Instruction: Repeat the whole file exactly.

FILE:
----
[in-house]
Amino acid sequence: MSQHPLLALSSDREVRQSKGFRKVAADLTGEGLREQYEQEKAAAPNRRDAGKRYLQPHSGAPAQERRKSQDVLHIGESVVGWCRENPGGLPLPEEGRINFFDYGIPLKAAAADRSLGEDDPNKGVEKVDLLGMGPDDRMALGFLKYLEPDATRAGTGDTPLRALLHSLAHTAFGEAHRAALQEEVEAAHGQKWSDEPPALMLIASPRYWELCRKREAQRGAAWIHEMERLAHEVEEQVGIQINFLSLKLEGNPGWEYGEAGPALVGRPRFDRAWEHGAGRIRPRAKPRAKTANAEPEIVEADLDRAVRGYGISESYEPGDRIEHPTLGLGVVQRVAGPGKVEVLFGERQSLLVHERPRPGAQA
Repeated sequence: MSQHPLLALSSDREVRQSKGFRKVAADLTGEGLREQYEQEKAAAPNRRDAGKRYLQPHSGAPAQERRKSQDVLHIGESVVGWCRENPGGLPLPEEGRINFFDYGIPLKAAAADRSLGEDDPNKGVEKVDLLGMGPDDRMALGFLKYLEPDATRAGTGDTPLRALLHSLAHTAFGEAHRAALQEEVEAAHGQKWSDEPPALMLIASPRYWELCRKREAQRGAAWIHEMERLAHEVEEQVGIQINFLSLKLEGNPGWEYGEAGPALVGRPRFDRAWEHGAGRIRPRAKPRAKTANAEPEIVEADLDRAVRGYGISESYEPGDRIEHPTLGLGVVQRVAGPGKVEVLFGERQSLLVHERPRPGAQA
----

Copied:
[in-house]
Amino acid sequence: MSQHPLLALSSDREVRQSKGFRKVAADLTGEGLREQYEQEKAAAPNRRDAGKRYLQPHSGAPAQERRKSQDVLHIGESVVGWCRENPGGLPLPEEGRINFFDYGIPLKAAAADRSLGEDDPNKGVEKVDLLGMGPDDRMALGFLKYLEPDATRAGTGDTPLRALLHSLAHTAFGEAHRAALQEEVEAAHGQKWSDEPPALMLIASPRYWELCRKREAQRGAAWIHEMERLAHEVEEQVGIQINFLSLKLEGNPGWEYGEAGPALVGRPRFDRAWEHGAGRIRPRAKPRAKTANAEPEIVEADLDRAVRGYGISESYEPGDRIEHPTLGLGVVQRVAGPGKVEVLFGERQSLLVHERPRPGAQA
Repeated sequence: MSQHPLLALSSDREVRQSKGFRKVAADLTGEGLREQYEQEKAAAPNRRDAGKRYLQPHSGAPAQERRKSQDVLHIGESVVGWCRENPGGLPLPEEGRINFFDYGIPLKAAAADRSLGEDDPNKGVEKVDLLGMGPDDRMALGFLKYLEPDATRAGTGDTPLRALLHSLAHTAFGEAHRAALQEEVEAAHGQKWSDEPPALMLIASPRYWELCRKREAQRGAAWIHEMERLAHEVEEQVGIQINFLSLKLEGNPGWEYGEAGPALVGRPRFDRAWEHGAGRIRPRAKPRAKTANAEPEIVEADLDRAVRGYGISESYEPGDRIEHPTLGLGVVQRVAGPGKVEVLFGERQSLLVHERPRPGAQA